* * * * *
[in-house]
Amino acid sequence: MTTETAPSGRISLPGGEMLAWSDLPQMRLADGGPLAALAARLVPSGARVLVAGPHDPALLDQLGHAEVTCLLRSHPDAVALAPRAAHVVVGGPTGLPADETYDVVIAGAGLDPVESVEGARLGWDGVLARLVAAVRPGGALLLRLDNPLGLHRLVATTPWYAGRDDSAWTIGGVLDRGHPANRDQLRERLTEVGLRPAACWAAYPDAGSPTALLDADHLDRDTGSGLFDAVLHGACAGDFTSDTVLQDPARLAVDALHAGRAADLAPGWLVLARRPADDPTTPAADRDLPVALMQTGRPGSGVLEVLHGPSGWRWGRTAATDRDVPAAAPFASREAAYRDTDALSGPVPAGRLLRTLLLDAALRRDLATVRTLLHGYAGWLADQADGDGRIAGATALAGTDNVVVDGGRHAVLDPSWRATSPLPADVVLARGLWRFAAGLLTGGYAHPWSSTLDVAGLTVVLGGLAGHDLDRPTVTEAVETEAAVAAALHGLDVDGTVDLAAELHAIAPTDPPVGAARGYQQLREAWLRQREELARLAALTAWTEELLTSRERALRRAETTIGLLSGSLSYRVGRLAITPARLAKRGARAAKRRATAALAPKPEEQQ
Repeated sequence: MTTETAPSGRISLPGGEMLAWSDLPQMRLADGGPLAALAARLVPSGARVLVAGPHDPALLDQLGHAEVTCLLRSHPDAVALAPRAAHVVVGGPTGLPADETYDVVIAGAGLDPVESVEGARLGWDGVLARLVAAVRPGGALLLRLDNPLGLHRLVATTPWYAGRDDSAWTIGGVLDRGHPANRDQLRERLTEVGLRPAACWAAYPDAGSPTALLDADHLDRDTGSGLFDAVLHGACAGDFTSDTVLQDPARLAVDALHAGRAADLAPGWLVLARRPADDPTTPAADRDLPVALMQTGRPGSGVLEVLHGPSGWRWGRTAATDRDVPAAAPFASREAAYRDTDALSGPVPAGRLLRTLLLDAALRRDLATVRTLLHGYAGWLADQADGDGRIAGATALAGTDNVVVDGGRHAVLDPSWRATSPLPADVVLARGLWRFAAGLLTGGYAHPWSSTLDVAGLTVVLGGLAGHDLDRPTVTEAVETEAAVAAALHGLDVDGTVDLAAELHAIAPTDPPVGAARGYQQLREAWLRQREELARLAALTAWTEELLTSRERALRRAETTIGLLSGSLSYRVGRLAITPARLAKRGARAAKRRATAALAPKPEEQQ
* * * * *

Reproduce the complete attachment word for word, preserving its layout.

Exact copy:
[in-house]
Amino acid sequence: MTTETAPSGRISLPGGEMLAWSDLPQMRLADGGPLAALAARLVPSGARVLVAGPHDPALLDQLGHAEVTCLLRSHPDAVALAPRAAHVVVGGPTGLPADETYDVVIAGAGLDPVESVEGARLGWDGVLARLVAAVRPGGALLLRLDNPLGLHRLVATTPWYAGRDDSAWTIGGVLDRGHPANRDQLRERLTEVGLRPAACWAAYPDAGSPTALLDADHLDRDTGSGLFDAVLHGACAGDFTSDTVLQDPARLAVDALHAGRAADLAPGWLVLARRPADDPTTPAADRDLPVALMQTGRPGSGVLEVLHGPSGWRWGRTAATDRDVPAAAPFASREAAYRDTDALSGPVPAGRLLRTLLLDAALRRDLATVRTLLHGYAGWLADQADGDGRIAGATALAGTDNVVVDGGRHAVLDPSWRATSPLPADVVLARGLWRFAAGLLTGGYAHPWSSTLDVAGLTVVLGGLAGHDLDRPTVTEAVETEAAVAAALHGLDVDGTVDLAAELHAIAPTDPPVGAARGYQQLREAWLRQREELARLAALTAWTEELLTSRERALRRAETTIGLLSGSLSYRVGRLAITPARLAKRGARAAKRRATAALAPKPEEQQ
Repeated sequence: MTTETAPSGRISLPGGEMLAWSDLPQMRLADGGPLAALAARLVPSGARVLVAGPHDPALLDQLGHAEVTCLLRSHPDAVALAPRAAHVVVGGPTGLPADETYDVVIAGAGLDPVESVEGARLGWDGVLARLVAAVRPGGALLLRLDNPLGLHRLVATTPWYAGRDDSAWTIGGVLDRGHPANRDQLRERLTEVGLRPAACWAAYPDAGSPTALLDADHLDRDTGSGLFDAVLHGACAGDFTSDTVLQDPARLAVDALHAGRAADLAPGWLVLARRPADDPTTPAADRDLPVALMQTGRPGSGVLEVLHGPSGWRWGRTAATDRDVPAAAPFASREAAYRDTDALSGPVPAGRLLRTLLLDAALRRDLATVRTLLHGYAGWLADQADGDGRIAGATALAGTDNVVVDGGRHAVLDPSWRATSPLPADVVLARGLWRFAAGLLTGGYAHPWSSTLDVAGLTVVLGGLAGHDLDRPTVTEAVETEAAVAAALHGLDVDGTVDLAAELHAIAPTDPPVGAARGYQQLREAWLRQREELARLAALTAWTEELLTSRERALRRAETTIGLLSGSLSYRVGRLAITPARLAKRGARAAKRRATAALAPKPEEQQ